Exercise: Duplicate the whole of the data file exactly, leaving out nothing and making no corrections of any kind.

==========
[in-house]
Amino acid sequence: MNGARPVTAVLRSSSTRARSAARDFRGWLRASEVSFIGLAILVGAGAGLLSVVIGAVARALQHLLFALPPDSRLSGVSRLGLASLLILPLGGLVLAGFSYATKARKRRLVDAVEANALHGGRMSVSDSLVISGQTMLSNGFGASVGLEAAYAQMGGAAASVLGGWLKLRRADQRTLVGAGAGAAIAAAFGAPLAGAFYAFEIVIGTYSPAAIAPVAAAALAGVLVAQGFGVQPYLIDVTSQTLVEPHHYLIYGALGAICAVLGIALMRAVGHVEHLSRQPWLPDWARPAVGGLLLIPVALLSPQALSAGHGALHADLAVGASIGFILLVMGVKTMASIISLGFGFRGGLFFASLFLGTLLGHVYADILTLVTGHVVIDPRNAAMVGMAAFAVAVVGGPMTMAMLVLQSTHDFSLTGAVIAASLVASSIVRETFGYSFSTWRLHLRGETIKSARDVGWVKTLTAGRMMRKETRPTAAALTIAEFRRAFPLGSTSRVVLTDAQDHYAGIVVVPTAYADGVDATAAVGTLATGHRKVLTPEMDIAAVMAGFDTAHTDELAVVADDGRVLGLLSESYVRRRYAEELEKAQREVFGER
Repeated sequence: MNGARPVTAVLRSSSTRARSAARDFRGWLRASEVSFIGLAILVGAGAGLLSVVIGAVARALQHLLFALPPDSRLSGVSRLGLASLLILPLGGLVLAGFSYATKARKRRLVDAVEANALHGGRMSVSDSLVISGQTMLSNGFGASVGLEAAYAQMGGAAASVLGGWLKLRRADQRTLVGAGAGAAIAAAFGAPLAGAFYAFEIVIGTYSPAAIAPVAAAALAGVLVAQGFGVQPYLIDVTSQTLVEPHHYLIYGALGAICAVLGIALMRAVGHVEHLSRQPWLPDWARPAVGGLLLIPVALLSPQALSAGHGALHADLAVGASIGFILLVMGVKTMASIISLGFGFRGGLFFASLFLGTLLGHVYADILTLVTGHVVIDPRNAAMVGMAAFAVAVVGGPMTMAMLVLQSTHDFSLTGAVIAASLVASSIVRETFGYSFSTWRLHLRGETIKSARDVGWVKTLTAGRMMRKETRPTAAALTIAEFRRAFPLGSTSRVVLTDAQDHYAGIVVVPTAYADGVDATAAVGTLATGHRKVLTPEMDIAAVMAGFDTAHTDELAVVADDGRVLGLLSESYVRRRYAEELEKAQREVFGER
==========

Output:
[in-house]
Amino acid sequence: MNGARPVTAVLRSSSTRARSAARDFRGWLRASEVSFIGLAILVGAGAGLLSVVIGAVARALQHLLFALPPDSRLSGVSRLGLASLLILPLGGLVLAGFSYATKARKRRLVDAVEANALHGGRMSVSDSLVISGQTMLSNGFGASVGLEAAYAQMGGAAASVLGGWLKLRRADQRTLVGAGAGAAIAAAFGAPLAGAFYAFEIVIGTYSPAAIAPVAAAALAGVLVAQGFGVQPYLIDVTSQTLVEPHHYLIYGALGAICAVLGIALMRAVGHVEHLSRQPWLPDWARPAVGGLLLIPVALLSPQALSAGHGALHADLAVGASIGFILLVMGVKTMASIISLGFGFRGGLFFASLFLGTLLGHVYADILTLVTGHVVIDPRNAAMVGMAAFAVAVVGGPMTMAMLVLQSTHDFSLTGAVIAASLVASSIVRETFGYSFSTWRLHLRGETIKSARDVGWVKTLTAGRMMRKETRPTAAALTIAEFRRAFPLGSTSRVVLTDAQDHYAGIVVVPTAYADGVDATAAVGTLATGHRKVLTPEMDIAAVMAGFDTAHTDELAVVADDGRVLGLLSESYVRRRYAEELEKAQREVFGER
Repeated sequence: MNGARPVTAVLRSSSTRARSAARDFRGWLRASEVSFIGLAILVGAGAGLLSVVIGAVARALQHLLFALPPDSRLSGVSRLGLASLLILPLGGLVLAGFSYATKARKRRLVDAVEANALHGGRMSVSDSLVISGQTMLSNGFGASVGLEAAYAQMGGAAASVLGGWLKLRRADQRTLVGAGAGAAIAAAFGAPLAGAFYAFEIVIGTYSPAAIAPVAAAALAGVLVAQGFGVQPYLIDVTSQTLVEPHHYLIYGALGAICAVLGIALMRAVGHVEHLSRQPWLPDWARPAVGGLLLIPVALLSPQALSAGHGALHADLAVGASIGFILLVMGVKTMASIISLGFGFRGGLFFASLFLGTLLGHVYADILTLVTGHVVIDPRNAAMVGMAAFAVAVVGGPMTMAMLVLQSTHDFSLTGAVIAASLVASSIVRETFGYSFSTWRLHLRGETIKSARDVGWVKTLTAGRMMRKETRPTAAALTIAEFRRAFPLGSTSRVVLTDAQDHYAGIVVVPTAYADGVDATAAVGTLATGHRKVLTPEMDIAAVMAGFDTAHTDELAVVADDGRVLGLLSESYVRRRYAEELEKAQREVFGER